The Point of Maximum Pessimism and Apartment Building Investments via Alhambra Investment Partners

Very nice piece from Joseph Y. Calhoun over at Alhambra Investment Partners covering some of the unexpected good things that could happen to our economy entitled Looking For Silver Linings. He includes this nugget with its implication of a good apartment building investment climate continuing:

In the ten years prior to the recession, household formation averaged 1.5 million per year. From 2007 to 2010 that rate was cut by 2/3. Household formation recovered to a bit over 1 million in 2011 and probably rose more this year. Still there is a gap of about 2.5 million households between the number formed in that period and what would be expected based on demographic trends. There is pent up demand for housing (although probably primarily rental housing) that only awaits some job growth to be realized. [Emphasis mine]

Household Formation Recovery Good for Apartment Building Investment

Even if Continue reading The Point of Maximum Pessimism and Apartment Building Investments via Alhambra Investment Partners

PIMCO calls bottom in housing, but likes REOs-to-Rentals over apartment building investments?

In a piece called Positioning for a Housing Recovery PIMCO says that the risks to housing have been overstated and while prices may continue to fall there are opportunities in the mispricing of that risk. They believe that the risk of the 11 million underwater home loans all becoming delinquent and going into foreclosure is much lower than most think. They also point out that the record low interest rates have created housing demand from large institutions (Like PIMCO, and individual investors too) searching for positive returns.

Shrinking shadow supply but still more renters

One of the opportunities they list is in apartment building investment, either through equity (owning) or debt (loaning). However they pass over multifamily in favor of REOs-to-rentals and distressed housing debt. It’s ironic that they would favor buying large numbers of single family homes to rent because the logistical nightmare of the scattered homes is what drives most real estate investors to apartments and other commercial real estate. The convenience of having 10, 20, even 200 units or more at one location on a single property on top of the economies of scale available make owning multifamily a much better investment.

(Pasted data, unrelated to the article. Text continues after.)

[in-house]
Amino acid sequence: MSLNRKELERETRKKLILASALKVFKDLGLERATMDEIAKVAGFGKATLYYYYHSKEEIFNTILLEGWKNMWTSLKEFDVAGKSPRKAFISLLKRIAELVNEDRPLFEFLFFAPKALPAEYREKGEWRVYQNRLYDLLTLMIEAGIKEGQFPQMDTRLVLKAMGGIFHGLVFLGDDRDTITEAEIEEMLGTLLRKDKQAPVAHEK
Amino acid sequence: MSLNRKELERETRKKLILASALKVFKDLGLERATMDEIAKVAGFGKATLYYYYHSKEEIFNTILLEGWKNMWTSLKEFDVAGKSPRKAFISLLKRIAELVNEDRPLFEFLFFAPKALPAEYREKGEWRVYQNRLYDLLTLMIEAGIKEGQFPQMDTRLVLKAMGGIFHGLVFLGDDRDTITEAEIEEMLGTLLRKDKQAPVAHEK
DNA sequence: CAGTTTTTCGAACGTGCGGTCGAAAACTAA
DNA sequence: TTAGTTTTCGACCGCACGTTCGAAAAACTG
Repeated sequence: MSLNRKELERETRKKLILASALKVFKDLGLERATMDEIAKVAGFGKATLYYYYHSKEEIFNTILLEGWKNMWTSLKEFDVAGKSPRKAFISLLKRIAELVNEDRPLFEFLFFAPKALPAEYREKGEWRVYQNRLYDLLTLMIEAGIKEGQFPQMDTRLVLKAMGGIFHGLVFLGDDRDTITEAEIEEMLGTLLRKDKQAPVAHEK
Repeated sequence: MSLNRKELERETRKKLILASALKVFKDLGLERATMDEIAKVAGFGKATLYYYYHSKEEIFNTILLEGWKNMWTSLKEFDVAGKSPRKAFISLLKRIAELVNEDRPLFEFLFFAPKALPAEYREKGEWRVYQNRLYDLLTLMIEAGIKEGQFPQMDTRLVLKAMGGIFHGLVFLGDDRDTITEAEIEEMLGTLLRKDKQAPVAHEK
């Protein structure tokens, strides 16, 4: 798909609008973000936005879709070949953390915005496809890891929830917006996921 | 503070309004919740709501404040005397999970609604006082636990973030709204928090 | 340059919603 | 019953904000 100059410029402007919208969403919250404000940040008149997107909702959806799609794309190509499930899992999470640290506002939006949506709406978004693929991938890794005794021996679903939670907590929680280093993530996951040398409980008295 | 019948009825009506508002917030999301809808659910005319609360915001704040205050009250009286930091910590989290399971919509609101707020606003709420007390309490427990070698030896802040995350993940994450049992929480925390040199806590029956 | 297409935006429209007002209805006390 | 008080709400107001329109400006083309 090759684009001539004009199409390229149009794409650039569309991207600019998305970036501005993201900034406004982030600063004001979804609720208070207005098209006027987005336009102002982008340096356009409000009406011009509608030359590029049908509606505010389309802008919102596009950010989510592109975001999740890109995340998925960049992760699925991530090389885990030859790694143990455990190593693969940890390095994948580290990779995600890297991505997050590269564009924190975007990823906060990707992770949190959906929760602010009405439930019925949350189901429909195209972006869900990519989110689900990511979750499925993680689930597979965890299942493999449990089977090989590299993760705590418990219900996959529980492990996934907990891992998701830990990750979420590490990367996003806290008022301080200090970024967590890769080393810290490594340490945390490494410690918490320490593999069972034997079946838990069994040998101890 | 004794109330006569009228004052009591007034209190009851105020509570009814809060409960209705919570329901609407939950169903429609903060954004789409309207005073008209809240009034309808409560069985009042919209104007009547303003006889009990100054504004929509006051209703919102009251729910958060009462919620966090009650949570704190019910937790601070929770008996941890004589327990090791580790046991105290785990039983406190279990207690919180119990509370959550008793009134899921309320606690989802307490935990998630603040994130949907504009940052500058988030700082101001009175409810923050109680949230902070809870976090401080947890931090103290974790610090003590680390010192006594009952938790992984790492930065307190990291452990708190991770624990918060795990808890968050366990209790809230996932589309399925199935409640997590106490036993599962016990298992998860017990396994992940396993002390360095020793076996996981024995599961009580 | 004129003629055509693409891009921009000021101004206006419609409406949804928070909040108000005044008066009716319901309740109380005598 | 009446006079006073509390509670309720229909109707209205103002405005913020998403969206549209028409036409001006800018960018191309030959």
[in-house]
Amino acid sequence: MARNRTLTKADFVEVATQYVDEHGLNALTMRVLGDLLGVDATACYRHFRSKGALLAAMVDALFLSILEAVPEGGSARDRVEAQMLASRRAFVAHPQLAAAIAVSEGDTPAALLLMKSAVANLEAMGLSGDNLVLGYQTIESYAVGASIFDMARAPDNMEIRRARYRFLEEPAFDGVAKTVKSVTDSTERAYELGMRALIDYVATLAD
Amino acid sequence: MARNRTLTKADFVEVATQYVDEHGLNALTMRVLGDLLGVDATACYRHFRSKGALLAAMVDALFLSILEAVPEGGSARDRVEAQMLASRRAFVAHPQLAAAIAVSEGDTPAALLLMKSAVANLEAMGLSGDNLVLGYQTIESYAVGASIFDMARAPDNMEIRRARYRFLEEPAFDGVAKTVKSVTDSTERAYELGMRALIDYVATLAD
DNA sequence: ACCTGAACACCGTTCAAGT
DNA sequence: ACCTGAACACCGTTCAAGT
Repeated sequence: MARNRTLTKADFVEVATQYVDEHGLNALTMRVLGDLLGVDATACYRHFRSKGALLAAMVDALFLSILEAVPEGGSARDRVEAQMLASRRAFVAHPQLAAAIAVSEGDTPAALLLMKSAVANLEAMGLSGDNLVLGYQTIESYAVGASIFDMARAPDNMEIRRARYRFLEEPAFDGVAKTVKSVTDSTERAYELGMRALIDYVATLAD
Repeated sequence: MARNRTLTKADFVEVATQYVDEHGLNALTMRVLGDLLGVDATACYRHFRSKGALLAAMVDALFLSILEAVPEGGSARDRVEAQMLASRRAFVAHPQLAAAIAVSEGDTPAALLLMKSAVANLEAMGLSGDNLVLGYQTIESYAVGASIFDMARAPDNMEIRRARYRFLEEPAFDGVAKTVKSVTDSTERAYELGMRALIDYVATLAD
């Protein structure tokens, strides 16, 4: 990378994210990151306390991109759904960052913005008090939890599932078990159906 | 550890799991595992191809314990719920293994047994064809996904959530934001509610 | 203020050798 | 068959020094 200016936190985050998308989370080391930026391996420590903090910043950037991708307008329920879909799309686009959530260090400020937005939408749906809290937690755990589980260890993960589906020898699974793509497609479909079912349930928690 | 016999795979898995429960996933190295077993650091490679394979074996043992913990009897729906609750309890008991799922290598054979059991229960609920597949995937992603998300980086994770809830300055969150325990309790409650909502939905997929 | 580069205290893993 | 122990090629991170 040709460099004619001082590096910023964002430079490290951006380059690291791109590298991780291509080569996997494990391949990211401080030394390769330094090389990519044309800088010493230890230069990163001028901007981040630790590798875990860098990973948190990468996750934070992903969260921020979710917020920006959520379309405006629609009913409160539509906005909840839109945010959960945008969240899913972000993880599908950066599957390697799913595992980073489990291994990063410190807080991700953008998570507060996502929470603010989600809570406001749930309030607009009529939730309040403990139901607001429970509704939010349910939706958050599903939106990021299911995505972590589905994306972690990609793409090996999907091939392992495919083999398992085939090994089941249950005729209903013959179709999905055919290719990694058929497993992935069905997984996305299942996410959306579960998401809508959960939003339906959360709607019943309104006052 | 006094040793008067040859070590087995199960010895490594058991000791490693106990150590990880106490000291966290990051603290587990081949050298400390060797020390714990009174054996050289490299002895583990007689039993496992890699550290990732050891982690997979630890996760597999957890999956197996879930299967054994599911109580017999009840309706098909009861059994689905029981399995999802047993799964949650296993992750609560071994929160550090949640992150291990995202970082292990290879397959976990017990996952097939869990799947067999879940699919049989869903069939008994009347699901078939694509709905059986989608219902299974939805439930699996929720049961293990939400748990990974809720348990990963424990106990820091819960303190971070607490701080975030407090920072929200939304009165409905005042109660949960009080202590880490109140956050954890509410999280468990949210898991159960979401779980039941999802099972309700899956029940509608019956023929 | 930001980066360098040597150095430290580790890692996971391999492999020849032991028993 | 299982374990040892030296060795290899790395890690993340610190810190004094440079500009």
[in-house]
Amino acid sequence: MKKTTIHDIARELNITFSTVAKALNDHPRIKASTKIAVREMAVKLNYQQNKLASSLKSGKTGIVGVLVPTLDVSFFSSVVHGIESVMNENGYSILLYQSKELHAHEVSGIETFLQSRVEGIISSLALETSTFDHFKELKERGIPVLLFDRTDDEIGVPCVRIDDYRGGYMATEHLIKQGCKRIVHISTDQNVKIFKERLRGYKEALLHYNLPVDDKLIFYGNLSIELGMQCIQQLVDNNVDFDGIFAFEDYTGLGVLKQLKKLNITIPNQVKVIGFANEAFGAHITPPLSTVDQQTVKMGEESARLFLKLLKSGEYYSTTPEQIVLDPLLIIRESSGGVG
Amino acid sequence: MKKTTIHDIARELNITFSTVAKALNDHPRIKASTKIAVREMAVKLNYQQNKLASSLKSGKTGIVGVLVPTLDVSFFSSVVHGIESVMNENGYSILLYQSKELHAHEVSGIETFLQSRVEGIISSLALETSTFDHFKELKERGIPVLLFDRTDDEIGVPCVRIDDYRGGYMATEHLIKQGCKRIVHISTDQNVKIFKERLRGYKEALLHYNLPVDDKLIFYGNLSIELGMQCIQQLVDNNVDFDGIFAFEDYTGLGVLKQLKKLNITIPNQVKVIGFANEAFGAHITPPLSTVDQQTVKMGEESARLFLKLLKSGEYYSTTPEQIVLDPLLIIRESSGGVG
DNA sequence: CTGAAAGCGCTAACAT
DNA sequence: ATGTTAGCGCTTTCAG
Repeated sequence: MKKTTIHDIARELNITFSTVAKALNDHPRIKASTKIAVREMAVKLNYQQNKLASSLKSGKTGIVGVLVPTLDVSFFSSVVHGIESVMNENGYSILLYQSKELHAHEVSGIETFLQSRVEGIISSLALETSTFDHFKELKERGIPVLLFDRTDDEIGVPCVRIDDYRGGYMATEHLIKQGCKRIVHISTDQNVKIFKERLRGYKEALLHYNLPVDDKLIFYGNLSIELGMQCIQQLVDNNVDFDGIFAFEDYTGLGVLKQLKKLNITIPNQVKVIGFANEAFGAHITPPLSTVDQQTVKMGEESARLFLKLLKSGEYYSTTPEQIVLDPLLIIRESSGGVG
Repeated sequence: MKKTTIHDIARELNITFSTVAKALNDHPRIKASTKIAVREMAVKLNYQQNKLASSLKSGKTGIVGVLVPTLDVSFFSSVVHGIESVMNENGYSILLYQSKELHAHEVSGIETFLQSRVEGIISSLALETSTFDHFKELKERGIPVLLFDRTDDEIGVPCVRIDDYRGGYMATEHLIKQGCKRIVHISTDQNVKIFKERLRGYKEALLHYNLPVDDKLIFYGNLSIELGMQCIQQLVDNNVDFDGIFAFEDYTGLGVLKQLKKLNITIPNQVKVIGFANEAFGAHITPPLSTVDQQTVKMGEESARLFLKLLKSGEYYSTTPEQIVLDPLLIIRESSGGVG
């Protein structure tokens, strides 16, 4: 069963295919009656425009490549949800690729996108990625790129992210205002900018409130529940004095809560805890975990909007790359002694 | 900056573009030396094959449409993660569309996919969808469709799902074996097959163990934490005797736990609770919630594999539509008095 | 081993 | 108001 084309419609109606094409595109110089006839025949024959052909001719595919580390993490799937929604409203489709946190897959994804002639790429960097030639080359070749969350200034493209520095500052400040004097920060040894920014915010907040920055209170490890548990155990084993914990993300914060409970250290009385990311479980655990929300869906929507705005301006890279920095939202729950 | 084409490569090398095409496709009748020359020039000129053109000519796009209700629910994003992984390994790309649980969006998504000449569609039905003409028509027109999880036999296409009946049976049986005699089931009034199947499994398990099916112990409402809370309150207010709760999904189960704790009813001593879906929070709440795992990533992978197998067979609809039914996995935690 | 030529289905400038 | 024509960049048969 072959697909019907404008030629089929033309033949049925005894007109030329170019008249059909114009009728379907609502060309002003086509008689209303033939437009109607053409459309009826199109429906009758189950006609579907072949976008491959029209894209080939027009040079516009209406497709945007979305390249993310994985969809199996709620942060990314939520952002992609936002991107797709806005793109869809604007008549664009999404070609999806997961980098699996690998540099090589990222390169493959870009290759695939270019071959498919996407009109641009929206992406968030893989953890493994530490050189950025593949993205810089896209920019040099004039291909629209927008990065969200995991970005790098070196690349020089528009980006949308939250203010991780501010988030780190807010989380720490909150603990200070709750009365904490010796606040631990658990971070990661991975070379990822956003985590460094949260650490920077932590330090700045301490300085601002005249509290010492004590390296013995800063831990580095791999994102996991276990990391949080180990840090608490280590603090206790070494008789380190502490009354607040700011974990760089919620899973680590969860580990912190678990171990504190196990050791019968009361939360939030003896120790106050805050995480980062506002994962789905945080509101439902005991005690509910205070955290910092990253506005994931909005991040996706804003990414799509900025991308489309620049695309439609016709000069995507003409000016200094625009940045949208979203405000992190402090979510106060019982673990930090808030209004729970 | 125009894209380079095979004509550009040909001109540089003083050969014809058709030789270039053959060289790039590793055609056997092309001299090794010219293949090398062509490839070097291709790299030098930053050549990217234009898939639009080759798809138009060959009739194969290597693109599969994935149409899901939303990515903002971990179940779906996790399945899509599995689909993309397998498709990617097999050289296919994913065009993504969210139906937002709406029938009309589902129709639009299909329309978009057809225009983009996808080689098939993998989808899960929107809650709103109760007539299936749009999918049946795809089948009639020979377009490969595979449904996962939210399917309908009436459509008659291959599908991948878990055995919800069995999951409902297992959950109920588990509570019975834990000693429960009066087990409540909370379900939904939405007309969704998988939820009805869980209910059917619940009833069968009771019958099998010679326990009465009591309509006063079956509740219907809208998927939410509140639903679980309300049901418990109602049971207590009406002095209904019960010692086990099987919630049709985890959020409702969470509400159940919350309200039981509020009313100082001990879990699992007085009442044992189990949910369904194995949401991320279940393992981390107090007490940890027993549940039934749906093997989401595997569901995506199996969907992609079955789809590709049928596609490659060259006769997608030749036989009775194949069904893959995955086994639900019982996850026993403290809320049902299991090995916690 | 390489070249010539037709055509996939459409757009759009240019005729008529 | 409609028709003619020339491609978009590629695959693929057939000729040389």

While they do acknowledge the challenge of REOs-to-Rentals:

However, investors must be mindful of the operational complexity and illiquidity of a single-family rental portfolio. Managing a nationally diversified portfolio of rental properties presents unique challenges of surveillance and scaling, and procedures for maintenance and leasing must be designed to help protect earnings.

… Somehow that doesn’t lead them to picking multifamily investment. Are you a real estate investor who started out in single family properties and moved on to apartment buildings? We would love to hear your story-

Hat tip: The Big Picture blog